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Promoting Healthy Communities: Research conference focused on strategies for achieving public health

Posted: April 7, 2014

Keynote speaker Lawrence Green and Dean Alexa Stuifbergen

Saba W. Masho, associate professor at the
Virginia Commonwealth University.

Lynn Rew, professor at the UT Austin School of Nursing.

George Demiris, professor at the University of Washington.

Miyong Kim professor at the UT Austin School of Nursing
and Lorraine Walker, director of the St. David’s–CHPR.

Students viewing the poster presentation. More than
40 posters were displayed at the annual conference.

Obesity, diabetes, heart disease, cancer — the list of chronic diseases affecting almost 50 percent of Americans goes on and on. Many of these illnesses, however, are avoidable when communities come together to change the places we live in, according to experts at the 2014 St. David’s Center for Health Promotion and Disease Prevention Research in Underserved Populations (St. David’s–CHPR) annual research conference.

Health and safety are not achieved just in clinics, but in the environment — on our streets, in our homes and workplaces, and through education. But in order to promote a healthy public we need solid data. Without such evidence, informed changes would be difficult, if not impossible.

This is why public-health research is so crucial, and it’s why this year’s conference brought together experts from across the country to discuss evidence-based strategies to improve the places where we live, work and play.

Lawrence Green, DrPH, MPH, and the originator and co-developer of the PRECEDE-PROCEED model, which has been used throughout the world to guide health program intervention design, implementation, and evaluation, was the keynote speaker. His presentation “Community-based Research — Past, Present and Future” described the importance of linking research and public health practice. He also discussed why researchers should actively involve people in a co-learning process for the purpose of action conducive to health rather than just involving them as subjects of research and evaluation.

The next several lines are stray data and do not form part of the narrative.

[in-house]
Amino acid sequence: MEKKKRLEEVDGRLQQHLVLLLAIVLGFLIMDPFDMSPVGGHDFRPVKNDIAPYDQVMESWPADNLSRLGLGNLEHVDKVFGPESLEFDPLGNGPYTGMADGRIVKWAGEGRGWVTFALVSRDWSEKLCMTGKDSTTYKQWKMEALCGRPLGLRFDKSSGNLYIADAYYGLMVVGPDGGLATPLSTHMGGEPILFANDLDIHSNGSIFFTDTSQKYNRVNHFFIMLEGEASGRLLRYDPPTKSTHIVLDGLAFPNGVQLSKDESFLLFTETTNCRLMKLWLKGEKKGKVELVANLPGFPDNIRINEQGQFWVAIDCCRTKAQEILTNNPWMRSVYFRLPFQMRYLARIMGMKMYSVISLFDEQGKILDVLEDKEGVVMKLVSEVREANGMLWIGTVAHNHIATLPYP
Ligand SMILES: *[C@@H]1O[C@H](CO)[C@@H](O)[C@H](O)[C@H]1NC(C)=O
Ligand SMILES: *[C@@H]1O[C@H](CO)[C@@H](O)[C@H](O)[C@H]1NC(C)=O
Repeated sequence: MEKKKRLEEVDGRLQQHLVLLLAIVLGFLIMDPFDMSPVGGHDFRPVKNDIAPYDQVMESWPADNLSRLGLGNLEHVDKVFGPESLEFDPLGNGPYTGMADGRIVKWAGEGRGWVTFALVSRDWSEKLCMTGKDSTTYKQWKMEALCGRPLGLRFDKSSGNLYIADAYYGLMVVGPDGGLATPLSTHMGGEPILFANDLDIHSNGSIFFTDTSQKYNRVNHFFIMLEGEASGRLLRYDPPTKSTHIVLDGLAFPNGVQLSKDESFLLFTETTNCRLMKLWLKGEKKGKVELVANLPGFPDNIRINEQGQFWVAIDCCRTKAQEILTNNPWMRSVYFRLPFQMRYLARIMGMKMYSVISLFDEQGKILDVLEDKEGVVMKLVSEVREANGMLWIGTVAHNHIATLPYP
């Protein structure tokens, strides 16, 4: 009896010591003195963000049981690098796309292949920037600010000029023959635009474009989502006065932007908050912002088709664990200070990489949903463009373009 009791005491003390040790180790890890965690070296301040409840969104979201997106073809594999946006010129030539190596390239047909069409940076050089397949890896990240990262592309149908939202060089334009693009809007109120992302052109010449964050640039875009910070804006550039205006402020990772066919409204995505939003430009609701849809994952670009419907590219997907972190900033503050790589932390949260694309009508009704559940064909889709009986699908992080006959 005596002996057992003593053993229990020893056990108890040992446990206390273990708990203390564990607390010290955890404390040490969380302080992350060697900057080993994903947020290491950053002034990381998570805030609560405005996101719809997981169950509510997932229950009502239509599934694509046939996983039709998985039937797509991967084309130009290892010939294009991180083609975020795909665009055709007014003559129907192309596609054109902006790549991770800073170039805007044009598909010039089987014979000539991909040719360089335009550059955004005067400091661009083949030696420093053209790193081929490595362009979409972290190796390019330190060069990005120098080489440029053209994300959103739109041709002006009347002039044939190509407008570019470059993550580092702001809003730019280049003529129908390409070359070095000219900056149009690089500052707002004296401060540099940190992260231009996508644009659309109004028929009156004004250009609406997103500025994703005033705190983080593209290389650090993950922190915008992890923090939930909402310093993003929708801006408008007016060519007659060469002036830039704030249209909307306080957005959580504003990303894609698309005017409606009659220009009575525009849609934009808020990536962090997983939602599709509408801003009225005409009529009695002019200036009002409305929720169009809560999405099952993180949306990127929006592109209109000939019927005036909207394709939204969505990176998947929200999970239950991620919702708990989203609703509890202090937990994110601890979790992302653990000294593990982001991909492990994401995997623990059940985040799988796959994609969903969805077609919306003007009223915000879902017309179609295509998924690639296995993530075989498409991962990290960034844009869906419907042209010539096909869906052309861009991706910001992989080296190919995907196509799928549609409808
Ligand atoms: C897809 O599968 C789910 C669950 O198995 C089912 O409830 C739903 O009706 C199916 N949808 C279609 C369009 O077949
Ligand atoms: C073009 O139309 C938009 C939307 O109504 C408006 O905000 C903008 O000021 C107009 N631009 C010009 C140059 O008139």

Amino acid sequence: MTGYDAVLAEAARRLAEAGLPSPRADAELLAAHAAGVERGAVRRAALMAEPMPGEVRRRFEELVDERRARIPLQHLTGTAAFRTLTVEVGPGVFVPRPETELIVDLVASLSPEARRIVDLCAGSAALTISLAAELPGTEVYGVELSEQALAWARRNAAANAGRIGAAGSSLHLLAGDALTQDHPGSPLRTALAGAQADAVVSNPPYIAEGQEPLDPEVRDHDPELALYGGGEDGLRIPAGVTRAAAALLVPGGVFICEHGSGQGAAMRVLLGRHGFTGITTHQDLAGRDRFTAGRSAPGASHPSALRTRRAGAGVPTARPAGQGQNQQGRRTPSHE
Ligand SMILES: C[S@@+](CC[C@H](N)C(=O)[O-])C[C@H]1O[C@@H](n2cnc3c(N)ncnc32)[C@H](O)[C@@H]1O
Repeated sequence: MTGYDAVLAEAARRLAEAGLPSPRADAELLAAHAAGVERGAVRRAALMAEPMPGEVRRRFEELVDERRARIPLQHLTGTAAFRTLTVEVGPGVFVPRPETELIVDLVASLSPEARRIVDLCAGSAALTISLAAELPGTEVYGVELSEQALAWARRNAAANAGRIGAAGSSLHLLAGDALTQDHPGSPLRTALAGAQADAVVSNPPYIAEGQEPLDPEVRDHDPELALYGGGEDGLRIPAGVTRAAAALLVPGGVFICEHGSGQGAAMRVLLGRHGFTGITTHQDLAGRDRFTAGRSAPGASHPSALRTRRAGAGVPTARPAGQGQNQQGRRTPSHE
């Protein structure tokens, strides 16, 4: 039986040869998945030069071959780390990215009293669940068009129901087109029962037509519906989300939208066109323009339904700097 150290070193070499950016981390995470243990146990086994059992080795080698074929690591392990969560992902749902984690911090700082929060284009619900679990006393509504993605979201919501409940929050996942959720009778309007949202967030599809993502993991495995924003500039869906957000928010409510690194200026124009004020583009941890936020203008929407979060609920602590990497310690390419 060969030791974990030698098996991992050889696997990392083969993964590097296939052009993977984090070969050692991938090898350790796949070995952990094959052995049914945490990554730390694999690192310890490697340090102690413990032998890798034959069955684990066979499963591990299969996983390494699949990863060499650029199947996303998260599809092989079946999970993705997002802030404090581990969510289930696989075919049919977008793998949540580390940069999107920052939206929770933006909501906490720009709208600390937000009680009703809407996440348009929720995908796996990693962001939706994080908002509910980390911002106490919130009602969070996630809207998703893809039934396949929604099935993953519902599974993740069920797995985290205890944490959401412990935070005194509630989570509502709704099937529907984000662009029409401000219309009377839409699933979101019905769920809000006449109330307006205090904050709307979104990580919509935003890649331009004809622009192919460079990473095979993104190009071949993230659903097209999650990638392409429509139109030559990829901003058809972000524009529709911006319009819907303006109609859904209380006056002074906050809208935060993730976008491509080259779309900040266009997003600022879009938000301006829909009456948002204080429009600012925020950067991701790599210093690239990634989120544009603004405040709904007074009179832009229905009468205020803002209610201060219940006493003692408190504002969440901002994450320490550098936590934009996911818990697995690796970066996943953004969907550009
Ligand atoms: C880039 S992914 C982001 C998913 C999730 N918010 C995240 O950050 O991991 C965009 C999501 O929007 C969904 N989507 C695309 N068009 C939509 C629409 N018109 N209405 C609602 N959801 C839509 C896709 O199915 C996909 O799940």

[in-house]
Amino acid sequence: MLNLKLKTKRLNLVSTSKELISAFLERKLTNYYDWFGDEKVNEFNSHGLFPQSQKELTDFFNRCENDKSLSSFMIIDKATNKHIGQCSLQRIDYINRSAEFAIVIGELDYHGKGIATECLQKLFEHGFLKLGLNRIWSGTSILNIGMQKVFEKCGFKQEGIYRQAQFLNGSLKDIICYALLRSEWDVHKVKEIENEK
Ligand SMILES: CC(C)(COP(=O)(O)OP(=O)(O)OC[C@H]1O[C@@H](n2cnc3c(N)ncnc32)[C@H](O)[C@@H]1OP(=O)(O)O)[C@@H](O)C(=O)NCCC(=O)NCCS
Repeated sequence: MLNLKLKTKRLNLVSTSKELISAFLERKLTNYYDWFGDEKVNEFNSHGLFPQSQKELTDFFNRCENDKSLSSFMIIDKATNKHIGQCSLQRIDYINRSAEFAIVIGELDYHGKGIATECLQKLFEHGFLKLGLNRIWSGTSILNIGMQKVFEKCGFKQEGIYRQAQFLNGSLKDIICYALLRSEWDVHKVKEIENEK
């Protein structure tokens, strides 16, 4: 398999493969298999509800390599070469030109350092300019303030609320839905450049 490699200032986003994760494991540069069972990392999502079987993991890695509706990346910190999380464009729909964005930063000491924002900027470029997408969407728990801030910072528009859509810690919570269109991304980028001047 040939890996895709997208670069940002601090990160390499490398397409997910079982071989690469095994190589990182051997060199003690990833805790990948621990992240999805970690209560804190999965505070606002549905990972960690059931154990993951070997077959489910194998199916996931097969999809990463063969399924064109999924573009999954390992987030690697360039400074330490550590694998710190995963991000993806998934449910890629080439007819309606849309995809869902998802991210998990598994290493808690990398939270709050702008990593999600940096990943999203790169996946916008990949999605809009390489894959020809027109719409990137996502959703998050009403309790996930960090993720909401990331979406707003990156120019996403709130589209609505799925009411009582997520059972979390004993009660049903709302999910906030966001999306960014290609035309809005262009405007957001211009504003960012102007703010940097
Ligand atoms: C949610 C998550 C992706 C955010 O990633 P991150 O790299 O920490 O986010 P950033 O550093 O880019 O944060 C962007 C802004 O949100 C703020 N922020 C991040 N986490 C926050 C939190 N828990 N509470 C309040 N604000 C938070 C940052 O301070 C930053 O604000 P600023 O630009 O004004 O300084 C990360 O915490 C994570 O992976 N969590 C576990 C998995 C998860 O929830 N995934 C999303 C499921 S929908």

Additional speakers included:

  • Saba W. Masho, MD, MPH, DrPH, associate professor of Family Medicine and Population Health and Obstetrics and Gynecology at Virginia Commonwealth University, who presented “A Collaborative Approach in Reducing Perinatal Disparities: Experience From the Richmond Healthy Start Initiative”

  • Lynn Rew, EdD, RN, FAAN, the Denton and Louise Cooley and Family Centennial Professor of Parent-Child Nursing at UT Austin School of Nursing, presenting “Health Promotion in Homeless Populations”

  • Harold W. Kohl, PhD, professor of Epidemiology and Kinesiology at the UT Health Science Center – Houston School of Public Health, and UT Austin, presenting “Evidence-based Practices for Increasing Physical Activity”

  • George Demiris, PhD, the Alumni Endowed Professor in Nursing at the School of Nursing and Biomedical and Health Informatics at the School of Medicine, University of Washington presenting “Using Technology to Facilitate Community-based Interventions to Support Older Adults”

  • Miyong Kim, PhD, RN, FAAN, professor of Nursing and associate vice president for Community Health Engagement at UT Austin presenting “Academic and Community Partnerships to Promote the Health of Underserved Communities”

In addition to the presentations, students and faculty had an opportunity to present research results in a poster session. More than 40 posters were displayed. Click here to view the 2014 poster presentation abstracts.

Since 1999, the St. David’s–CHPR has sought ways to improve the health of underserved people through theory-driven, efficient and culturally competent health promotion and disease prevention research-based interventions. The annual conference is one way the group disseminates methods and findings to scientists, clinicians, policymakers and consumers.

Co-sponsors of the event were the St. David’s Excellence Fund for Health Promotion and Disease Prevention Research, Jack and Laura Lee Blanton Lectureship in Nursing, the George and Diana Sharpe Perinatal Lectureship in Nursing, the Charles and Elizabeth Prothro Regents Chair in Health Care Management, Sigma Theta Tau International-Epsilon Theta Chapter, and the Center for Social Work Research.

Photos by Brian Birzer, Birzer Photograhy